20. Is Harmony Possible?

In previous postings, I’ve been basically pessimistic about the lack of a unifying ethnic core to the United States, and the resulting unbuffered intensity of our political conflicts.  Last time, I noted the naivete of expecting our rival factions to do anything but fight when there’s no sentimental tie to hold them together.  Appeals for concord will be ineffectual without some radical change in our current situation, and this post will consider what kind of change might do the trick.

I almost think I should start with an apology – the points I’ll be making are so obvious that I may seem to be insulting my readers’ intelligence.  Yet these simplistic considerations seemingly haven’t occurred to many of the folks now setting the tone of our national political debate.  Compromise, these days, is generally held to be out of the question.  Neither the left nor the right wants it.  We’re engaged in a battle for the soul of America, the pundits say, and no accommodation is possible.

OK, where’s that going to lead?

Let’s abstractly consider the case of a hypothetical country split into two bitterly antagonistic factions.  These parties are perhaps ethnically based, perhaps ideological, but in any case, they can’t get along and aren’t interested in trying.  There’d seem to be three ways for this situation to be stabilized.

(1) One group could exterminate or enslave the other – a method that’s been tried both in ancient and modern times.  It often works.

(2) One group could forcibly assimilate the other.  That is, the dominant group could oblige the others to submit to a re-education process where they’ll be stripped of their former identity and be taught to recognize the errors of their previous ways.  They may have to learn a new language and adapt to new cultural norms.  Method (1) might have to be used on any who refuse to conform.

(3) The two groups could divide the country between them and go their separate ways politically.  Sometimes this occurs peacefully, as when the Slovaks broke up with the Czechs in 1993.  Sometimes it’s a very bloody process – as when the Americans, and later the Irish, won independence from the British Empire, or when the South tried, but failed, to secede from the United States.

Those are the possibilities.  Which, reader, do you prefer for America?

Method (1) is morally unacceptable.  So is method (2), especially when we note that re-education essentially means brainwashing.  Also, while robbing people of their ethnicity may not be as bad as killing them physically, it still means snuffing out a vital part of their inner essence.  Anyway, it’s unlikely that either of those solutions could be implemented as long as America remains a democracy.  Regarding method (3), it would take a dozen blog postings to list the many practical problems that would present, even if a separation were peaceful.  How would we manage the economic and demographic dislocation that would happen under any plan of disunion?  How would we divide up the national debt?  Or the federal highway fund?  Or the Social Security trust fund?  Or the nuclear arsenal?  And would it really be a good thing for California and Texas both to have H-bombs, on missiles, aimed at the other?  Think about it.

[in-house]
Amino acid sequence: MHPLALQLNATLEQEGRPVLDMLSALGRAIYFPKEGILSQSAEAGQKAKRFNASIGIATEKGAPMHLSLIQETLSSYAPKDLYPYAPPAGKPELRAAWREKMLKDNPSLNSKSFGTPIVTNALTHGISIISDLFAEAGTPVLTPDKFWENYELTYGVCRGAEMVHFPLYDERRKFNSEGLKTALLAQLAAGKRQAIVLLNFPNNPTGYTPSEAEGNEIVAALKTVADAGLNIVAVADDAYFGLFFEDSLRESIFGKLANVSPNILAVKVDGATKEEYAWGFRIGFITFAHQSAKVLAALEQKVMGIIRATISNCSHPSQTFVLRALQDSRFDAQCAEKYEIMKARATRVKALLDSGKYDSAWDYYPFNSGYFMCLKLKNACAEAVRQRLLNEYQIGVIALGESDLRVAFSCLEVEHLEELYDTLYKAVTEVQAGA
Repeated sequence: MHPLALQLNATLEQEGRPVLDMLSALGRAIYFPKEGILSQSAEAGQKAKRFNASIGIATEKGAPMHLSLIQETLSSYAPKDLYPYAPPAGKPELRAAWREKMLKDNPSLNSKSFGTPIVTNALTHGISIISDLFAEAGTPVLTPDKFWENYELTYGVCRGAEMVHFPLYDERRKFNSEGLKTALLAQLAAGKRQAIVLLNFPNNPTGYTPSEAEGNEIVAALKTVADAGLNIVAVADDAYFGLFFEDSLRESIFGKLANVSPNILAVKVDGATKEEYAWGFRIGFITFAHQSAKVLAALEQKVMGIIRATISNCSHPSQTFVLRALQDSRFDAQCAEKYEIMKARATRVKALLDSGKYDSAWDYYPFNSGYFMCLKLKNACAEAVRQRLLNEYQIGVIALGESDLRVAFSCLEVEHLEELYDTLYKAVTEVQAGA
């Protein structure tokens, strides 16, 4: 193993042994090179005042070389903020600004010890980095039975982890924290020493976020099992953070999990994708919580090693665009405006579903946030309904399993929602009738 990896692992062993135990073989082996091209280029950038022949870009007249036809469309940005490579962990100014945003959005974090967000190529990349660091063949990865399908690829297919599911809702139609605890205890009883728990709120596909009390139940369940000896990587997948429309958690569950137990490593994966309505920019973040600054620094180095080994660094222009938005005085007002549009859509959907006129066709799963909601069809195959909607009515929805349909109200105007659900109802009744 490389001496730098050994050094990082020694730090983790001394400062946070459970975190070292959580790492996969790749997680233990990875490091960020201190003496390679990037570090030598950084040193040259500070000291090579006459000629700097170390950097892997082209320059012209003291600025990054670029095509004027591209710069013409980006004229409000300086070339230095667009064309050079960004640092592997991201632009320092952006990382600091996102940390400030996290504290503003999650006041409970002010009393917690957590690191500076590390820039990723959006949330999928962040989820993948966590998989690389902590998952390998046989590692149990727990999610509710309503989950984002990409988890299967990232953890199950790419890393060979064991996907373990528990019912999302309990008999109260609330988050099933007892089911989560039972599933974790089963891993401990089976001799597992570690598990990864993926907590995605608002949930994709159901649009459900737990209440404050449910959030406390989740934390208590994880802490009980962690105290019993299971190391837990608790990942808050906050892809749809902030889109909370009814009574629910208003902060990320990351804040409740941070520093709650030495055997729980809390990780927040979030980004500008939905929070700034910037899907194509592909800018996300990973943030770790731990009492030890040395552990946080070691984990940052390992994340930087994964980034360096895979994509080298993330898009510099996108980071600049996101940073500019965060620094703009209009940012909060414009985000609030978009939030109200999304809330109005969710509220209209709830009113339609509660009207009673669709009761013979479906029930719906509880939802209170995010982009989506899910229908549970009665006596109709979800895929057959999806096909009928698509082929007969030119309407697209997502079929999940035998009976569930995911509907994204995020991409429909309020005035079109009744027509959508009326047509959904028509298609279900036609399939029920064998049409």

As I observed earlier, it’s not terribly difficult to arrive at these conclusions.  You don’t have to be a proverbial rocket scientist to understand that neither extermination, nor compulsory mind-bending, nor political divorce is a realistic choice for this country today.  Yet if none of these options is tolerable, and if compromise is indeed impossible, the clash of irreconcilable factions can’t be alleviated.  Each side might hope to defeat the other in the next election, but since the opposition won’t be eliminated, any electoral victories will be temporary.  Even when a party wins power, whatever it tries to do will be frustrated by the unrelenting obstruction of its domestic foe.

Does any of that sound familiar?

In this toxic political environment, it’ll be foolish to try to pursue a coherent plan for the general public welfare.  Any such plan would inevitably involve compromises, which are anathema.  And it’ll be shrewd for every self-interested group to exclusively consider its own priorities, since every other group will be doing the same.  To use the classical terminology, our polity is corrupt, and my greatest fear is that our democratic system may not survive.  Trump is definitely the strongman type, and while his lack of couth and his incompetence may save us from the worst in his case, there will be other Trump-like characters, with maybe more ability.  A despot might become necessary to stop our factions from ripping each other to shreds – or, even worse, might win power with the aim of implementing method (1) or (2) above.

I don’t pretend to have an answer for all this.  The old Pagan seers would advise mutual forbearance and accommodation, but good luck with that in the current public mood.  If our politicians wanted to cooperate in a bipartisan spirit – and I don’t see that they do – their respective bases wouldn’t allow them.  I think our priority should be to preserve our freedom and avoid tyranny, yet we’ll be lucky to even do that.  The story of the decline of the ancient Pagan republics might illuminate our predicament, and I’ll investigate that possibility in future postings.

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